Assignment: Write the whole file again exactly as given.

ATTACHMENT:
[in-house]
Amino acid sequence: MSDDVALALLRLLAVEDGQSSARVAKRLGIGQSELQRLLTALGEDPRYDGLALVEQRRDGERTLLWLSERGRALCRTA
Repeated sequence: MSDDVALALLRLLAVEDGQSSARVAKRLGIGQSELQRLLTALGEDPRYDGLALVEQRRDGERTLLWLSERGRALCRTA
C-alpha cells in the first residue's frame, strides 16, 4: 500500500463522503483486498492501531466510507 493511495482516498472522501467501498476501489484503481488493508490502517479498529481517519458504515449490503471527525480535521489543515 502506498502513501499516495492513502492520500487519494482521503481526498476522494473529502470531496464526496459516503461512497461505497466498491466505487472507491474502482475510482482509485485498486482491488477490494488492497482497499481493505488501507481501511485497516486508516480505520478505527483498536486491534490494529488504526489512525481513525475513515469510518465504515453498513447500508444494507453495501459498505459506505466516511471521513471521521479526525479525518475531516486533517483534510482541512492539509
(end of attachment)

[in-house]
Amino acid sequence: MSDDVALALLRLLAVEDGQSSARVAKRLGIGQSELQRLLTALGEDPRYDGLALVEQRRDGERTLLWLSERGRALCRTA
Repeated sequence: MSDDVALALLRLLAVEDGQSSARVAKRLGIGQSELQRLLTALGEDPRYDGLALVEQRRDGERTLLWLSERGRALCRTA
C-alpha cells in the first residue's frame, strides 16, 4: 500500500463522503483486498492501531466510507 493511495482516498472522501467501498476501489484503481488493508490502517479498529481517519458504515449490503471527525480535521489543515 502506498502513501499516495492513502492520500487519494482521503481526498476522494473529502470531496464526496459516503461512497461505497466498491466505487472507491474502482475510482482509485485498486482491488477490494488492497482497499481493505488501507481501511485497516486508516480505520478505527483498536486491534490494529488504526489512525481513525475513515469510518465504515453498513447500508444494507453495501459498505459506505466516511471521513471521521479526525479525518475531516486533517483534510482541512492539509